Republican Texas Gov. Greg Abbott was among the first to view the casket and planned to meet privately with the family later. He wore a striped gold and crimson tie, the colors of Floyd’s Houston high school.
“George Floyd is going to change the arc of the future of the United States. George Floyd has not died in vain. His life will be a living legacy about the way that America and Texas responds to this tragedy,” Abbott said.
A majority of the Minneapolis City Council has vowed to dismantle the city’s 800-member police agency. On Monday, Derek Chauvin — the officer filmed pressing his knee on Floyd’s neck and one of four to be fired from the department in the aftermath of Floyd’s death — is scheduled to make his first court appearance since the charge against him was upgraded to second-degree murder.
In Washington House and Senate Democrats held a moment of silence at the Capitol’s Emancipation Hall before proposing legislative changes in policing oversight, reading the names of George Floyd and others killed during police interactions. They knelt for 8 minutes and 46 seconds — now a symbol of police brutality and violence — the length of time prosecutors say Floyd was pinned under a white police officer’s knee before he died.
The Justice in Policing Act would limit legal protections for police, create a national database of excessive-force incidents and ban police choke holds, among other changes, according to an early draft. It is the most ambitious change to law enforcement sought by Congress in years.
Floyd’s funeral will be Tuesday, followed by burial at the Houston Memorial Gardens cemetery in suburban Pearland, where he will be laid to rest next to his mother, Larcenia Floyd.
Former Vice President Joe Biden planned to travel to Houston to meet with Floyd’s family and will provide a video message for Floyd’s funeral service. Previous memorials have taken place in Minneapolis and Raeford, North Carolina, near where Floyd was born.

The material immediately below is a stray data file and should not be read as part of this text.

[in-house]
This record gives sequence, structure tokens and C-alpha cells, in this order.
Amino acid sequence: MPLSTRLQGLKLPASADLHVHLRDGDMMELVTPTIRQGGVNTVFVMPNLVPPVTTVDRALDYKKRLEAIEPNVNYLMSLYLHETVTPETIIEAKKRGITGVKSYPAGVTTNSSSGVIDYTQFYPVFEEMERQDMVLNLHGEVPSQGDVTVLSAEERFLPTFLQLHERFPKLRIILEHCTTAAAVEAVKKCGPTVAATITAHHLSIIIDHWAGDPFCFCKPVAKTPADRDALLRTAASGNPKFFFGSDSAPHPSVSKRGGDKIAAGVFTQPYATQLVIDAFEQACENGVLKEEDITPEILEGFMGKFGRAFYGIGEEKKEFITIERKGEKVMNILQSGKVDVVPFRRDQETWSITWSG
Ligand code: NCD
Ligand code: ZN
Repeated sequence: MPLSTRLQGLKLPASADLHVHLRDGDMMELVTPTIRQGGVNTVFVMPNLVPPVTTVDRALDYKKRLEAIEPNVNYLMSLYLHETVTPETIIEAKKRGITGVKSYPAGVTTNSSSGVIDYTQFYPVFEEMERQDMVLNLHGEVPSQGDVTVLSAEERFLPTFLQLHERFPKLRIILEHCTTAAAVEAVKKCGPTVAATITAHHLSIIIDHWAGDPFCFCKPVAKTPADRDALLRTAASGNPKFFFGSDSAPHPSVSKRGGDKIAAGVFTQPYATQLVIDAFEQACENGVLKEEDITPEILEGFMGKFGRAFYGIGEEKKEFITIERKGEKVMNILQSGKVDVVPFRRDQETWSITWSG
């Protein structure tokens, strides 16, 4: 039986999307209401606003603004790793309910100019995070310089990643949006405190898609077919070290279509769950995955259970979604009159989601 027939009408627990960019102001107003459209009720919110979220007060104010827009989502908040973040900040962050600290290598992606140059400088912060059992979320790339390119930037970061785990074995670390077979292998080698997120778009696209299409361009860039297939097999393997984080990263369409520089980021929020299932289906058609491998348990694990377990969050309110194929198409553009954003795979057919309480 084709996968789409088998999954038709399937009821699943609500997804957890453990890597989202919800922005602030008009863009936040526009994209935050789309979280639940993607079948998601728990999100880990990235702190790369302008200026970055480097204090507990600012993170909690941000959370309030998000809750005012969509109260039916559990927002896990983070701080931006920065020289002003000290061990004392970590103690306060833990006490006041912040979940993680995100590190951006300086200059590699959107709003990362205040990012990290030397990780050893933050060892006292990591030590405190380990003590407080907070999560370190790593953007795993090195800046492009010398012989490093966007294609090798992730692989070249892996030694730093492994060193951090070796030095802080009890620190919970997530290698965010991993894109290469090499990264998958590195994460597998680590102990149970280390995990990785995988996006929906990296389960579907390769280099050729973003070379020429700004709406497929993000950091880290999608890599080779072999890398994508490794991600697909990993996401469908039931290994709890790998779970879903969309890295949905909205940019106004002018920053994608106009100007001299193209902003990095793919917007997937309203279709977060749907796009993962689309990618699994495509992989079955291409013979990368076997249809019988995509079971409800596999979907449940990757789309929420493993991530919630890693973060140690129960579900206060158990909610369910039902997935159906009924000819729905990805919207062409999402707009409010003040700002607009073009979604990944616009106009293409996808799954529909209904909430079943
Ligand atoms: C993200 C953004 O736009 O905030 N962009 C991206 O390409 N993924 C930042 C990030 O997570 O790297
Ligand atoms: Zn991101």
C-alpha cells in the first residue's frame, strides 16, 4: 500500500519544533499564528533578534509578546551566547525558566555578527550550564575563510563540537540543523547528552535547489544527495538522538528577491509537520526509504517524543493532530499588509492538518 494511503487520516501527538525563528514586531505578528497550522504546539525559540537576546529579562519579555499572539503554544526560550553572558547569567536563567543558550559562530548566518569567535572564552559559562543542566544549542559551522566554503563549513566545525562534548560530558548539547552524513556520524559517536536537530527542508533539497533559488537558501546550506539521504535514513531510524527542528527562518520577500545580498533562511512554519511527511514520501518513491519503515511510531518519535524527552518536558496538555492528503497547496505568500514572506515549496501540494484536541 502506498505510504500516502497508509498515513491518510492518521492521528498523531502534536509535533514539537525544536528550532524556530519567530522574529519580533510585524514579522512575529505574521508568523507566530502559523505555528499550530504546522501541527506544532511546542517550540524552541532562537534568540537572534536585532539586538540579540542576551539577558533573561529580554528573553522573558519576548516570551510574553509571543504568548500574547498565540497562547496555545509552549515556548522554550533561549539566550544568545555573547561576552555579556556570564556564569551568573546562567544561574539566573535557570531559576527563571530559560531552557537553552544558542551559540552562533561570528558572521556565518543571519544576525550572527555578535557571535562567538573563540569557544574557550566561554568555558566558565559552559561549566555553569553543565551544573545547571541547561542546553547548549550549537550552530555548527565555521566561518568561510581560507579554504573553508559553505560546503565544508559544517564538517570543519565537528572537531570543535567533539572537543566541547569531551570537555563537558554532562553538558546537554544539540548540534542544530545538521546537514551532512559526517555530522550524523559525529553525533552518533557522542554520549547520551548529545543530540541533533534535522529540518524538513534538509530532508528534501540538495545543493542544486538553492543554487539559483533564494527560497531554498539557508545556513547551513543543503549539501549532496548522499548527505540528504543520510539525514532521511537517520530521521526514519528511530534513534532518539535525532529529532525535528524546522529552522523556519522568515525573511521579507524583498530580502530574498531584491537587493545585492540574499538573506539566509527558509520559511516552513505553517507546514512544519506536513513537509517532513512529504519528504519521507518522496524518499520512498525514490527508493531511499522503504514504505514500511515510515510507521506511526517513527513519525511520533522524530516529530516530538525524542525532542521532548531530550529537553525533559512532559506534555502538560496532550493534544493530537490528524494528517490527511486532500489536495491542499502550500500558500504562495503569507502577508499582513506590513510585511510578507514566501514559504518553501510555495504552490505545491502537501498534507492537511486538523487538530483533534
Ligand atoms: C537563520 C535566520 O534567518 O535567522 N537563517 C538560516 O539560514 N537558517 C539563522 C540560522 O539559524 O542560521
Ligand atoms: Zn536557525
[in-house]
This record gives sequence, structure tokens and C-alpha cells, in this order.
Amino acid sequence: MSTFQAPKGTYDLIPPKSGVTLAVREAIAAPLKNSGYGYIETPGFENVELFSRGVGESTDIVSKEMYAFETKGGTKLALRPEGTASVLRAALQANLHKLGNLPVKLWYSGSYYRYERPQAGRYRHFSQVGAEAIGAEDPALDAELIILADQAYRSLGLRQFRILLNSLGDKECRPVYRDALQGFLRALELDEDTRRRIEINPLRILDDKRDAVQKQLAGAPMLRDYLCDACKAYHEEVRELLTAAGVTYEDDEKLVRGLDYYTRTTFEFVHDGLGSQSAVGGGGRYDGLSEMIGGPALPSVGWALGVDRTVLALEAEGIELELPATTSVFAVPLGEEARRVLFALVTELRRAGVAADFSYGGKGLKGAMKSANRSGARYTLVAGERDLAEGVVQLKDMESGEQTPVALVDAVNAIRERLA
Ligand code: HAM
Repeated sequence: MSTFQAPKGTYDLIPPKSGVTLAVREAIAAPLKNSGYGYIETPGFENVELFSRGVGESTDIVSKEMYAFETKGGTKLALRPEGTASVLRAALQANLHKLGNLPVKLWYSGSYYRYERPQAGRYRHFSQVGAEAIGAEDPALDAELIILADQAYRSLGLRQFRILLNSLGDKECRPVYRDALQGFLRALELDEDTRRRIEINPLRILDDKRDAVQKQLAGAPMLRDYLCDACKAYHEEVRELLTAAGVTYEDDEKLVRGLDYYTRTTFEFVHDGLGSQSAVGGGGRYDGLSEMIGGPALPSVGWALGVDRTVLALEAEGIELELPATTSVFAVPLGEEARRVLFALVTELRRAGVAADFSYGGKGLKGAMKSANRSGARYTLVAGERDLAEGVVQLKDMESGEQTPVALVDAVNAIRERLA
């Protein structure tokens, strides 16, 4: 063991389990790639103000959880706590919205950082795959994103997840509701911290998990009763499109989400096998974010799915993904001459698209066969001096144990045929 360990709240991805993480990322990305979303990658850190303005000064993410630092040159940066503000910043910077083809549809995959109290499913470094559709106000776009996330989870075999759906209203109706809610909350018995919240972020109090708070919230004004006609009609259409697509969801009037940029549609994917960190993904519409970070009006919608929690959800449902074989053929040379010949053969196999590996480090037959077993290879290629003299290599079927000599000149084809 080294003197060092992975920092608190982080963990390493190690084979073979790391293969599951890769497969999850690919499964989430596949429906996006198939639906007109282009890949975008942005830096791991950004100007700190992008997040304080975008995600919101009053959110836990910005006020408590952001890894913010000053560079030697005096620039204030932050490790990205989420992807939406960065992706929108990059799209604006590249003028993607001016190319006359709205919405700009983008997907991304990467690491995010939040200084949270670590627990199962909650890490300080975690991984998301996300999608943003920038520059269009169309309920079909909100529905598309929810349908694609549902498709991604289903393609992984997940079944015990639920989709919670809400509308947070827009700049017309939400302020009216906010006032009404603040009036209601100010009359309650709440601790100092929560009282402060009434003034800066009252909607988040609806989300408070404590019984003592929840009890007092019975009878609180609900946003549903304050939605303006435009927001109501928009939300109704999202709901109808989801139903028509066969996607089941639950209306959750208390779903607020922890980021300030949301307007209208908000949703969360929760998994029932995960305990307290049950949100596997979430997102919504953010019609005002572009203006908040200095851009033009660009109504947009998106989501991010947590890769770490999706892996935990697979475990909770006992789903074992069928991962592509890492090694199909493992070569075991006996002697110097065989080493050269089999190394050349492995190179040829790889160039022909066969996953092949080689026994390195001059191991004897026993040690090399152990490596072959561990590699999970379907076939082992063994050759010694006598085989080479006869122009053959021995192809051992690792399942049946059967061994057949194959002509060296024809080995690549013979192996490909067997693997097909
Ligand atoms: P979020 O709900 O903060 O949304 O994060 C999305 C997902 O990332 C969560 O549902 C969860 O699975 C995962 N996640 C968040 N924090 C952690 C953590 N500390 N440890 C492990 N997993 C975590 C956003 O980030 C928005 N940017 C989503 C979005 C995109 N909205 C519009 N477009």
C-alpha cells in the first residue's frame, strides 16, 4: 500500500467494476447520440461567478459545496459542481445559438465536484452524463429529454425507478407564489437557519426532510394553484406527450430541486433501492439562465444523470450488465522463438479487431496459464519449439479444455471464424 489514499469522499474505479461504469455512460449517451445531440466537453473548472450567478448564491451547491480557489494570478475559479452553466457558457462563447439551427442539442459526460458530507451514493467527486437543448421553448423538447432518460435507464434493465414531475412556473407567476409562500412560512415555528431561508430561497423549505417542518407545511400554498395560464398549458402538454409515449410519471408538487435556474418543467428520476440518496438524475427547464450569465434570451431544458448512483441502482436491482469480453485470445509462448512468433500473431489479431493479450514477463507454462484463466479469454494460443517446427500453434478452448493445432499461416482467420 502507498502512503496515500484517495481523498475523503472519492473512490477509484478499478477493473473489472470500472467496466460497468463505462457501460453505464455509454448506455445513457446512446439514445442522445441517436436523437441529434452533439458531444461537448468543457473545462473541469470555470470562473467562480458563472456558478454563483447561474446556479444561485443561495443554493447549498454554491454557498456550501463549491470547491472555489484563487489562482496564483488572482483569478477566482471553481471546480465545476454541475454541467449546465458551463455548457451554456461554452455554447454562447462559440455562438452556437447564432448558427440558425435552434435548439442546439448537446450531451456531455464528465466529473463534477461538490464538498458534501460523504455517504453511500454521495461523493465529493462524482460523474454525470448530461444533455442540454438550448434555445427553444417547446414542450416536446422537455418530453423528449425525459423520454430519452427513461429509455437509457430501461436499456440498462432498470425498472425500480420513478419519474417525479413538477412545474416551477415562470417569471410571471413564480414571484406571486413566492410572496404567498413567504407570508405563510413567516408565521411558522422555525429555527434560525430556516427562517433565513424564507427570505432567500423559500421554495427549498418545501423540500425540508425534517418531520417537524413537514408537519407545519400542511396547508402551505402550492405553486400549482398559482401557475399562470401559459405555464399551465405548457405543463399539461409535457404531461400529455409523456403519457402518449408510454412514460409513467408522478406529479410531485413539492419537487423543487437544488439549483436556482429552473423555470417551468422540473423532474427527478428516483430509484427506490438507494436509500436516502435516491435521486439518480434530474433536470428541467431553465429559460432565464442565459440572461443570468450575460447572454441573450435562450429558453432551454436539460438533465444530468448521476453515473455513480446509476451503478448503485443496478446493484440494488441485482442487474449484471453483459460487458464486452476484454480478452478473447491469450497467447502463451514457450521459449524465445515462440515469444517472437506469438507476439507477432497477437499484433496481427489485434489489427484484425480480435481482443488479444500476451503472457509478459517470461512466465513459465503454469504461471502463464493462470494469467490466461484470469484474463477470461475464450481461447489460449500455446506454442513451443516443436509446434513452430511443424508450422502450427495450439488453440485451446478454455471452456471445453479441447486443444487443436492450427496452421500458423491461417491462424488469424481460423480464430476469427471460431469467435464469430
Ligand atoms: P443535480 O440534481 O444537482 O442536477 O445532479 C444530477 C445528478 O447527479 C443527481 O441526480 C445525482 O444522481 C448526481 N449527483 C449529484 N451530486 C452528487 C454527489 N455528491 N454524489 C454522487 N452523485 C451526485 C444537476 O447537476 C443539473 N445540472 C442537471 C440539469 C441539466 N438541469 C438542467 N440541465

Cities imposed curfews as several protests last week were marred by spasms of arson, assaults and smash-and-grab raids on businesses. More than 10,000 people have been arrested around the country since protests began, according to reports tracked by The Associated Press. Videos have surfaced of officers in riot gear using tear gas or physical force against even peaceful demonstrators.
But U.S. protests in recent days have been overwhelmingly peaceful — and over the weekend, several police departments appeared to retreat from aggressive tactics.
Several cities have also lifted curfews, including Chicago and New York City, where the governor urged protesters to get tested for the coronavirus and to proceed with caution until they had. Leaders around the country have expressed concern that demonstrations could lead to an increase in coronavirus cases.
Floyd was raised in Houston’s Third Ward and was a well-known former high school football player who rapped with local legend DJ Screw. He moved to Minneapolis several years ago to seek work and a fresh start. His face now appears on a mural in his old neighborhood, and his name was chanted by tens of thousands last week at a protest and march in downtown Houston.